The golden rule to writing a good methods section is to ask yourself whether your reader could replicate your study based on just the information you provided. Sufficient information should be provided so anybody could repeat your experiment and produce similar results. The challenge is to write this as concisely as possible. You are not conducting a high school experiment, so don’t have to tell the readers that you washed your test tubes or recorded field data with a blue ball point pen! Continue reading →
Yvonne recently gave a talk at the 2013 Winter School in Mathematical and Computational Biology at the University of Queensland (1-5 July) on “Management of invasive species, pests and diseases: making decisions in an uncertain and complex world”.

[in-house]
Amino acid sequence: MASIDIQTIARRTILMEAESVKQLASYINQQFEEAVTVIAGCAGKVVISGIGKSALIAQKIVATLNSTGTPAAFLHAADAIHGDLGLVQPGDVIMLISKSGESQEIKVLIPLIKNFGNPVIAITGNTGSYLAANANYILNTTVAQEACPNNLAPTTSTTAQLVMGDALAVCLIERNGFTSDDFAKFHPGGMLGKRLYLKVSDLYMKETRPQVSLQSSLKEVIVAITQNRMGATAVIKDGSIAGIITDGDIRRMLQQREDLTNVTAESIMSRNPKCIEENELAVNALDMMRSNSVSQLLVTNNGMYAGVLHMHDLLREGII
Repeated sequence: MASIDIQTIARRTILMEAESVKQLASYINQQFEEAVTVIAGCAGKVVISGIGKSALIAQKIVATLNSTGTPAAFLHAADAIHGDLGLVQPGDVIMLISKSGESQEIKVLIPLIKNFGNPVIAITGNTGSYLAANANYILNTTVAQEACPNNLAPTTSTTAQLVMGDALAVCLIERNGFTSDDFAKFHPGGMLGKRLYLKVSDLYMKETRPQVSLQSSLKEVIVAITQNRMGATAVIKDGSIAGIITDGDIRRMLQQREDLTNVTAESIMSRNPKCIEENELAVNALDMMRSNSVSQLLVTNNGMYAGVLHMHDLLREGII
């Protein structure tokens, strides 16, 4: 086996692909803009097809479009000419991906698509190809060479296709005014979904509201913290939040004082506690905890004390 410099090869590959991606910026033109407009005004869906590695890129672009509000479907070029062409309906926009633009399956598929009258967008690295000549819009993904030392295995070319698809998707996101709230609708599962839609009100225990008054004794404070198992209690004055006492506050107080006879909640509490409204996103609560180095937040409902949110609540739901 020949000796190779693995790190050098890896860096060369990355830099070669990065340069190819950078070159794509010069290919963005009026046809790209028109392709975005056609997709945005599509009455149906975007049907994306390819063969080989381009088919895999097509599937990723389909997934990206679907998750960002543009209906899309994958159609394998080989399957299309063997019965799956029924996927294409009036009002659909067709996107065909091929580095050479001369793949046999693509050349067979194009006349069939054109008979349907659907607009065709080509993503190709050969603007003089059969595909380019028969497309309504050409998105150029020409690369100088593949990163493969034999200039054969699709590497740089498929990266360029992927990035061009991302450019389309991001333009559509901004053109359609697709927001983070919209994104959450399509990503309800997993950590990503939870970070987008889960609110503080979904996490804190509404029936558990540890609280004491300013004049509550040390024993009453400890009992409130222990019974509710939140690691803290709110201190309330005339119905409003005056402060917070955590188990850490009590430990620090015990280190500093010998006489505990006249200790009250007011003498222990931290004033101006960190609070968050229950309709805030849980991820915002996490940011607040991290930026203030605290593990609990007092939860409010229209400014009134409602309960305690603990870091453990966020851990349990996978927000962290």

There was a strong species distribution modelling flavour to the first day. There is a huge demand from ecologists for methods for building niche/distribution models using widely available but problematic presence-only data. This has led to philosophical differences in the field, alternative methodologies and numerous commentaries and as one speaker put it “much heat and little light”. Continue reading →